Statistical methods

Due to limited study sample size and crash observations, the study examined both aggregated and annual crash rates (per intersection per year) in pre–post analyses, using the DID and triple-difference specification, respectively. Relevant crash rates were also calculated within various subgroups, categorised by injury severity and crash type. To address the observed overdispersion of crash outcomes, the study used negative binomial regression models, with relevant offsets of time, to compare crash rates between the treatment and control groups, over the pretreatment and posttreatment time periods. Generalised estimating equations (GEEs), with an exchangeable covariance matrix, were applied to account for correlations between repeated measures on the same intersection, nested within each intervention-control risk sets.26

Specifically, the DID specification follows equation 1:

Log (aggregated_crash_counts)=β01 treatment+β2 post+β3 treatment × post+β4 covariates + log (offset_aggregated_years)+ε.

The triple-difference specification follows equation 2:

Log (annual_crash_counts)=β01 treatment+β2 post+β3 time+β4 treatment × time+β5 time × post+β6 treatment × post+β7 treatment × post × time+β8 covariates + log (offset_annual_year)+ε.

In equation 1, the relative crash rate ratios (RRRs) were obtained from the exp(β3) estimations of the interaction term, adjusting for the pre–post changes of crash rates within the control groups.27 28 Equation 2 considered the temporal trend of the treatment effects. Primarily, the exp(β6) and exp(β7) estimations were of interest for the measures of effect. Specifically, exp(β6) indicated the immediate treatment effect (ie, intercept change) and exp(β7) indicated the continuing treatment effect (ie, slope change) during the post-period, controlling for the temporal differences of crash rates between the treatment and control groups during the pre-period.29 30 All statistical analyses were performed using SAS V.9.4.

Results

Table 2 identifies the aggregated crash rates (per year per intersection), during the pretreatment and posttreatment periods, separately, within treatment or control groups. Overall, a slightly lower rate was found for total, all-injury, non-injury and non-right-angle crashes during the post-period, among both treatment and control groups. Specifically, the aggregated post-rate for incapacitating injury (A) crashes increased at treatment intersections, but decreased at control intersections (table 2). Table 3 shows this pre–post difference was significantly different between treatment and control groups (adjusted RRR=4.75). Regarding crash type, the aggregated crash rates potentially decreased for left-turn, ran-off-the-road and head-on crashes, and increased for sideswipe and rear-end crashes, associated with the treatment; yet none of these average treatment effects (crude or adjusted) were statistically significant (table 3).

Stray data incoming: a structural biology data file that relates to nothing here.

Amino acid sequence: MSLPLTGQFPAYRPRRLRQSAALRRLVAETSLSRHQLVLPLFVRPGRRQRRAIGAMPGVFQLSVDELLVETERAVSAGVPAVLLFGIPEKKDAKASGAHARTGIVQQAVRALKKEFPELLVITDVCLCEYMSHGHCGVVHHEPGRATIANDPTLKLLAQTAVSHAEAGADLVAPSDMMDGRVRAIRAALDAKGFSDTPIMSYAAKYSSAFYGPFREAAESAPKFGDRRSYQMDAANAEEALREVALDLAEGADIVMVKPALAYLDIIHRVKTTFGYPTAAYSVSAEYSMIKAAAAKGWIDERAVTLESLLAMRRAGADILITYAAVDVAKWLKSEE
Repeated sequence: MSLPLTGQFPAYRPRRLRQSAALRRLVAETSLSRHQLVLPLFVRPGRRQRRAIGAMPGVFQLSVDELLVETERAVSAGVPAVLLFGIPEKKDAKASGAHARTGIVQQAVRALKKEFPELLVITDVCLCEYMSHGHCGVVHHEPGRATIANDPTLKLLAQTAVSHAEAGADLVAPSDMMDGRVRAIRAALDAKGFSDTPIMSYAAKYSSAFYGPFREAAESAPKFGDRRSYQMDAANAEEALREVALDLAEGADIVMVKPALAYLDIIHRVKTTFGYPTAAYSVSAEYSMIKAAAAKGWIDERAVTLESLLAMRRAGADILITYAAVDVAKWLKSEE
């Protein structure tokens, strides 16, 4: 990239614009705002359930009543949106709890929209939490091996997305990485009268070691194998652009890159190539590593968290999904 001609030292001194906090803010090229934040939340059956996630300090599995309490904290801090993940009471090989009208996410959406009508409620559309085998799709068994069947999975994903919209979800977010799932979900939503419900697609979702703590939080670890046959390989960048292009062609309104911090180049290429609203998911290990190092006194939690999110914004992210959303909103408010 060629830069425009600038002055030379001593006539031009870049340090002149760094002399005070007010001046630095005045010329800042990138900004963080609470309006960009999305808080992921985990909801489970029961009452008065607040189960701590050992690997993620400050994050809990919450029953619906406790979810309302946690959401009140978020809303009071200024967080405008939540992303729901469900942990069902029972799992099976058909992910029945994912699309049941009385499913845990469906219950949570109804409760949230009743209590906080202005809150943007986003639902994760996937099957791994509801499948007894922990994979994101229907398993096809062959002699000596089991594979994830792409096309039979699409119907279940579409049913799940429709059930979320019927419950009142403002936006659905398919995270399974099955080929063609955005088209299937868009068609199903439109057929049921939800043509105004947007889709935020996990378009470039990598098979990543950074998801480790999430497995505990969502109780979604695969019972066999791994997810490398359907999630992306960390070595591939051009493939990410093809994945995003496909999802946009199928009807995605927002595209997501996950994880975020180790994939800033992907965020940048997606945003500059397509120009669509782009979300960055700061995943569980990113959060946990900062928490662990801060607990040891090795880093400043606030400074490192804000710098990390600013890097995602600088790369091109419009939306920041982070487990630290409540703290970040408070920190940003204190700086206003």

Table 2

Descriptive statistics of the aggregated crash rates (per year per intersection) between the ICWS treatment and control groups, during the pretreatment and posttreatment periods

Table 3

GEE estimations for crude and adjusted RRRs from DID analyses

On examinations of the triple-differences, an elevated intercept (ie, all exp(β6)>1) was identified but with a reduced slope (ie, all exp(β7)<1) of most annual crash rates, when comparing treatment and control groups at different time points, pretreatment and posttreatment (table 4). In particular, a significant increase in the sideswipe crash rate was found, immediately after the treatment (ie, exp(β6)=7.85, p<0.05, table 4). As illustrated in figure 1, the total crash rates consistently decreased within the treatment group, whereas this trend was reversed within the control group, during the posttreatment period. At treatment intersections, injury crash rates were observed to decrease, initially, and then follow a gradual upward trend (figure 1). There appeared to be a positive shift from injury to non-injury crashes for the treatment intersections, during the earlier phase of treatment, whereas the reductions in total crashes tended to be driven by reduction in non-injury crashes, during the latter phase of treatment (figure 1). Figure 2 illustrated reversed trends for right-angle crash rates between the treatment (decreasing) and control (increasing) groups. Consistent reductions in right-angle crash rates indicated a continuing protective effect by the treatment, which also demonstrated a significant result, with an exp(β7) equivalent to 0.64 (p<0.05, table 4).

Table 4

GEE estimations for the immediate and continuing treatment effects from triple-difference analyses

Figure 1

Illustrations of pre–post annual crash trends (in crude crash rates) between ICWS treatment and control groups, by injury severity. ICWS, intersection conflict warning system.

Figure 2

Illustrations of pre–post annual crash trends (in crude crash rates) between ICWS treatment and control groups, by crash type. ICWS, intersection conflict warning system.

Discussion